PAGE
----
The Occupational Safety and Health Administration (OSHA) oversees enforcement of workplace safety regulations for the federal government. These safety standards are meant to reduce the likelihood of workplace illnesses or injuries. Compliance with them is mandatory. If your company has unsafe working conditions, you should know how to report those conditions to OSHA.
Report Unsafe Working Conditions to OSHA
Follow the proper protocol. In most cases, OSHA prefers that you tell your employer about your workplace safety concerns first. This will give the employer a chance to address those concerns and perhaps fix them. Some employers are unaware that unsafe working conditions exist at the company.
Know who covers you. If approaching your employer isn't an option or does not yield positive results, then move forward with the complaint process. Visit OSHA's Web site (see Resources below) to find out whether your workplace is covered by a state or federal OSHA program.
Make your complaint. OSHA provides a variety of ways to file your complaint. You may file a complaint online at OSHA's Web site (see Resources below), or you may call or write to the OSHA office closest to you. Telephone numbers and addresses of OSHA regional offices can be found on the OSHA Web site.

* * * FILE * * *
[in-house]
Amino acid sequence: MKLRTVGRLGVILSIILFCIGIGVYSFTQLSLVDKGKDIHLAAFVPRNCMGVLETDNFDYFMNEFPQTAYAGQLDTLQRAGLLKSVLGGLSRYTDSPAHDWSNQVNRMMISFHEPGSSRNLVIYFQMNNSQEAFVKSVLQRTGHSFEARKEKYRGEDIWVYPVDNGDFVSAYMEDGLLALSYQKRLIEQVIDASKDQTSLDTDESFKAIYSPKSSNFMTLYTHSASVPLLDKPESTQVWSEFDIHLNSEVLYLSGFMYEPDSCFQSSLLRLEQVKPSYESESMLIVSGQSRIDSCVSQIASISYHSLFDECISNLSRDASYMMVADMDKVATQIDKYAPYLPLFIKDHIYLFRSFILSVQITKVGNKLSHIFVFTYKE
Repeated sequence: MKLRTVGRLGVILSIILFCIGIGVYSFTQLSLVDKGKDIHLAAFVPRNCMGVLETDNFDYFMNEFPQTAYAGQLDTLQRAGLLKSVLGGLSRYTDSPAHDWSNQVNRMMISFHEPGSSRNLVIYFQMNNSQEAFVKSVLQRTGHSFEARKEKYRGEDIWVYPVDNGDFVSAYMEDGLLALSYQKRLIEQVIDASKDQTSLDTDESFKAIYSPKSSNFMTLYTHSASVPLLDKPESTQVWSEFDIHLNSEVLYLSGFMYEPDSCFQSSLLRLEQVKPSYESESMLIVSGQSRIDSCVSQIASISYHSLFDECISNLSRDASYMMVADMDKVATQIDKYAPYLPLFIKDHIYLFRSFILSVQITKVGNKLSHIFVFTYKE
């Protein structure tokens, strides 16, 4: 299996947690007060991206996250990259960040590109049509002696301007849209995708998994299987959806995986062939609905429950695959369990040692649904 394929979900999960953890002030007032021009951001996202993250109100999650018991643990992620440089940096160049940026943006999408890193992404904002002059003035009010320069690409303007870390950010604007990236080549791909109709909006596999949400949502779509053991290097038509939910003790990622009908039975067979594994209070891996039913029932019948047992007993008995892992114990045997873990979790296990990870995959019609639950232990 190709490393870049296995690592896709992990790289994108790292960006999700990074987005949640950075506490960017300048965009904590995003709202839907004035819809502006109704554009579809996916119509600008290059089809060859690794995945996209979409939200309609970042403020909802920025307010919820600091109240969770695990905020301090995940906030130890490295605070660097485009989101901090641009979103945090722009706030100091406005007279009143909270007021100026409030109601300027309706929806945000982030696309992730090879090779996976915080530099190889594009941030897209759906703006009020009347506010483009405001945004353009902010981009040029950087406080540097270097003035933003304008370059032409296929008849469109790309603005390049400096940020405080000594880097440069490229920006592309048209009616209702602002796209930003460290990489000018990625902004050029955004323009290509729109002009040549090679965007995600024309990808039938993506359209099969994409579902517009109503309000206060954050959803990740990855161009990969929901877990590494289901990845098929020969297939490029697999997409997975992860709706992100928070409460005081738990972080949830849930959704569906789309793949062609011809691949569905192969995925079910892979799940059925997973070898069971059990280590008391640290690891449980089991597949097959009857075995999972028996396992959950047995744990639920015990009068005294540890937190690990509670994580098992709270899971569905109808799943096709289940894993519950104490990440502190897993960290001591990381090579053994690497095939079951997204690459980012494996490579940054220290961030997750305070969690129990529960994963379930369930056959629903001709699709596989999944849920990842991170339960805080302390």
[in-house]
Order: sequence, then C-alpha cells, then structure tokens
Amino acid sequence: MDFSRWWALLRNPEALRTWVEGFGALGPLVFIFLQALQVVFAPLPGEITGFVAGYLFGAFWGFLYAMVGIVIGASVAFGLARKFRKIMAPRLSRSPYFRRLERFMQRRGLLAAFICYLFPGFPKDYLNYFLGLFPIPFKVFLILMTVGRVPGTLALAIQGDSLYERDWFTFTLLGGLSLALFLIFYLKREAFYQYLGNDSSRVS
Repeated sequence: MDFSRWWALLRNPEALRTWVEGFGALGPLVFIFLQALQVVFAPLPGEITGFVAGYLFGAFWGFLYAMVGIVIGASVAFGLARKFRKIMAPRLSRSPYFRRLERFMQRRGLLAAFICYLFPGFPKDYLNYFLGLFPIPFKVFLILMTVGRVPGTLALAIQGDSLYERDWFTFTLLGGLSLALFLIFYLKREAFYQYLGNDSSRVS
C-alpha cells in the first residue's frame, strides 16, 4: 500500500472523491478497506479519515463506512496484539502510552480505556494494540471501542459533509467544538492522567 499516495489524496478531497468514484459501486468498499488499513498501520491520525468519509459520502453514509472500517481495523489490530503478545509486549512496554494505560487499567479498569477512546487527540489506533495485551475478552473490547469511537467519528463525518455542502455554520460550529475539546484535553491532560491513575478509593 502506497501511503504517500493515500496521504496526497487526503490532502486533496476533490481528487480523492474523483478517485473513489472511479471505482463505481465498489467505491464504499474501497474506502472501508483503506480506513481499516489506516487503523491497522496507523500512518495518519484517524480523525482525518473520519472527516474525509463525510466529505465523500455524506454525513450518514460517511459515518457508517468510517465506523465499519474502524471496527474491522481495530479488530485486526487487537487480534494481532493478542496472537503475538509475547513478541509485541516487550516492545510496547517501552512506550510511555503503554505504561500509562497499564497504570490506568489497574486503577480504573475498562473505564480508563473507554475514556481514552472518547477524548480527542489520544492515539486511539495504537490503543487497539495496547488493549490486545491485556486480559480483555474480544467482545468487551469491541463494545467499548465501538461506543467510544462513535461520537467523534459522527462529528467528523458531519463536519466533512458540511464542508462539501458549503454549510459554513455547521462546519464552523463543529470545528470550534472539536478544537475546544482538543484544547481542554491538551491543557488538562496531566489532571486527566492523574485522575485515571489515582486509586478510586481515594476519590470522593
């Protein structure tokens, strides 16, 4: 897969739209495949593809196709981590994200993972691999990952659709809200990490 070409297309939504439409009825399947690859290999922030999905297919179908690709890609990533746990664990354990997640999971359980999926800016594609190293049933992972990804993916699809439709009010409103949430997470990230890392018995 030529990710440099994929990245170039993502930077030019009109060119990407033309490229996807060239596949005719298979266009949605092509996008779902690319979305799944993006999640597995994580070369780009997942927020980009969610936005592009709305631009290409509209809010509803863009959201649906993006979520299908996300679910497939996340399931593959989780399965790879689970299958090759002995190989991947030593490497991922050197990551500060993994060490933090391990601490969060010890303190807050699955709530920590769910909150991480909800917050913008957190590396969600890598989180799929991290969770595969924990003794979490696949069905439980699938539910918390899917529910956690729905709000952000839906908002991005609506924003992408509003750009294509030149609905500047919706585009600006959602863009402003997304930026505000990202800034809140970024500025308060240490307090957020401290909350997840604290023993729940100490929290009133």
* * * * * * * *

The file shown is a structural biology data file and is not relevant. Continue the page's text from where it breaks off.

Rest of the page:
Read More: How to Anonymously Report to OSHA
- Your employer cannot fire or take any retaliatory actions against you for reporting workplace safety concerns to OSHA. You are protected from these actions under the federal whistleblower program. Nonetheless, some employers still attempt to retaliate against employees when they complain to OSHA. If this happens, you have legal recourse. Consult your attorney or report the adverse actions to OSHA. Contact the American Bar Association (see Resources below) for a referral for an attorney.
- By reporting unsafe working conditions, you may be protecting your coworkers and your company from medical and legal hardships down the road.
- OSHA investigations can take anywhere from a few days to a few months, depending on the seriousness of the situation and whether an on-site investigation is required. Some investigations can be done by phone and have a much quicker turnaround than more complicated workplace safety issues.